The prosecutor took notes, too, but on a seating chart corresponding to where the prospective jurors were sitting. There seemed to be a lot of notes for my seat. Who of us had been a designated driver before? Not me, since socializing with potentially drunk people hasn’t really ever been my thing. Which is too bad, because only people who had been designated drivers were asked about their feelings about alcohol and impairment and what they liked to drink, so I never got a chance to say that I had never touched a drop for…meaningful pause…RELIGIOUS REASONS. Maybe a quarter of the designated drivers also didn’t drink, it turns out, but none of them were prepared to hoist the Title of Liberty as they mentioned it.

The prosecutor also wanted to know if we agreed that the city had the right to make and enforce laws for the safety of its citizens. Of course it did. And could we follow those laws in our decisions as members of the jury, even if we didn’t fully agree with the law? Such as the law in question, which seemed to involve criminalizing not driving your car while drunk. Just being inside or near your car while drunk seemed to be enough to land you in legal trouble. This was a new one for me, and I wasn’t sure how I felt about it. I mean, I’m more than ready to throw the book at drunk drivers. We just recently had to replace a car thanks to an inattentive driver (on icy roads at 8 AM in a school zone, by the way, and no, we were not prepared to accept 70% of the blame for the front of their car running into the side of our car), and inattentive drivers are bad enough, let alone drunk drivers.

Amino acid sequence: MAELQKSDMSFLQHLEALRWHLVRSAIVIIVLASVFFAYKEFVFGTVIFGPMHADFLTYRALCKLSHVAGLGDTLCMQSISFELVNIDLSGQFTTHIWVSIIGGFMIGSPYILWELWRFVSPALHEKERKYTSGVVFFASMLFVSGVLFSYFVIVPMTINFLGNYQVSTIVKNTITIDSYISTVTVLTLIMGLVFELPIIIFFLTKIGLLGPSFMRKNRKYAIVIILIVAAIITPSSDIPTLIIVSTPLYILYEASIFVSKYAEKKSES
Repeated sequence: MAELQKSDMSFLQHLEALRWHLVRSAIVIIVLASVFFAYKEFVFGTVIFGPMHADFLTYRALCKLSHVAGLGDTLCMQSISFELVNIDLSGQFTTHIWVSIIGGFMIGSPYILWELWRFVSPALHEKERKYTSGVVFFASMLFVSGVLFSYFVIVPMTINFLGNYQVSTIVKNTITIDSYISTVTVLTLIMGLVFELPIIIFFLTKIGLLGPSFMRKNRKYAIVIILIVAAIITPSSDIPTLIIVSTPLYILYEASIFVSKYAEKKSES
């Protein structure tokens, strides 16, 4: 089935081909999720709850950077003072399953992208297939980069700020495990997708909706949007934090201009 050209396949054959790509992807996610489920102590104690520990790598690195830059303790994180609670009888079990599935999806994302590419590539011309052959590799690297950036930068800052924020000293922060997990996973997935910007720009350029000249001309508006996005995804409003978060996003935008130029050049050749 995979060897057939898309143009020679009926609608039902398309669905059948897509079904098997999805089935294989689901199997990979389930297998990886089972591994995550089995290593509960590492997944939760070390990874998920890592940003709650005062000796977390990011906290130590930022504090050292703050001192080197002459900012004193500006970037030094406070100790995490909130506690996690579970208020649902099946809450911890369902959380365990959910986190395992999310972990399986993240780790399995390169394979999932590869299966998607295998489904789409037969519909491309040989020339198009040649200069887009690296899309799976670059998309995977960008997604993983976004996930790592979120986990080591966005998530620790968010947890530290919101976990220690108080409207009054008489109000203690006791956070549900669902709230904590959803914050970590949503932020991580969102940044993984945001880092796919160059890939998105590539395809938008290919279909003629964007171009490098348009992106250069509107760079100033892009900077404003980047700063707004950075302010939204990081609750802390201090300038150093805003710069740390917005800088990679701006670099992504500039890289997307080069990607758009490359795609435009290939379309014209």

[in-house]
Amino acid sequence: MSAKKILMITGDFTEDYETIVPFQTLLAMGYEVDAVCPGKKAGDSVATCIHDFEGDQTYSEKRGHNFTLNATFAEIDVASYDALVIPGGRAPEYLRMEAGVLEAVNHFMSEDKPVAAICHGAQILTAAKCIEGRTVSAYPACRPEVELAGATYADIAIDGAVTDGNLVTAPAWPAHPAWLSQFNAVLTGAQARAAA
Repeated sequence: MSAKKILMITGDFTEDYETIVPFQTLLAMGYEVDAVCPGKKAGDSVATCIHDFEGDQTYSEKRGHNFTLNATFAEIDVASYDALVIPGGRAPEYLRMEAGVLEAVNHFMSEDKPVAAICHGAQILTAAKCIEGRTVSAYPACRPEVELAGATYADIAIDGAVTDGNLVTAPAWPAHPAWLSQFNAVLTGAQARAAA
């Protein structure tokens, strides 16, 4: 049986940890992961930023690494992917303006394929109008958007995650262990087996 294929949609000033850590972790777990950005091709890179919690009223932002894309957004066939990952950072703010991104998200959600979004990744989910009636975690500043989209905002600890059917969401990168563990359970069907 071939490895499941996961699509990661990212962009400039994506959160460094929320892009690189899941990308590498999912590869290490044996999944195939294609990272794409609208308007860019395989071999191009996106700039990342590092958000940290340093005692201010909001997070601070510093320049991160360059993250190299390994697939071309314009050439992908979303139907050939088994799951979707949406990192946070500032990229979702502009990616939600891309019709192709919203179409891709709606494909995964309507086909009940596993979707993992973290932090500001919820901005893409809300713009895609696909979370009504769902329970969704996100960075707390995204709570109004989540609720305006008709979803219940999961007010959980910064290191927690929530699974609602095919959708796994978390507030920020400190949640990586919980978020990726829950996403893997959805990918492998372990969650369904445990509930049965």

But I’m not sure how I feel about drunk non-drivers. Someone froze to death here last winter just by trying to walk home. If you’re in no condition to drive, maybe sleeping in your car isn’t the worst option. Could I uphold and honor the law by convicting a drunk non-driver because the law said so? I think I said, “Yeah, I guess so,” but I wasn’t the only prospective juror making noncommittal noises, and the more I think about it, the more I think, um, yeah, no. No, I don’t think I want to be a part of convicting someone of sleeping it off in his car. If they ask me the same question next time about the same kind of case, that’s exactly what I’ll say. After all, both the defense attorney and the prosecutor said that they just wanted us to tell them what our honest opinions were, and that’s mine.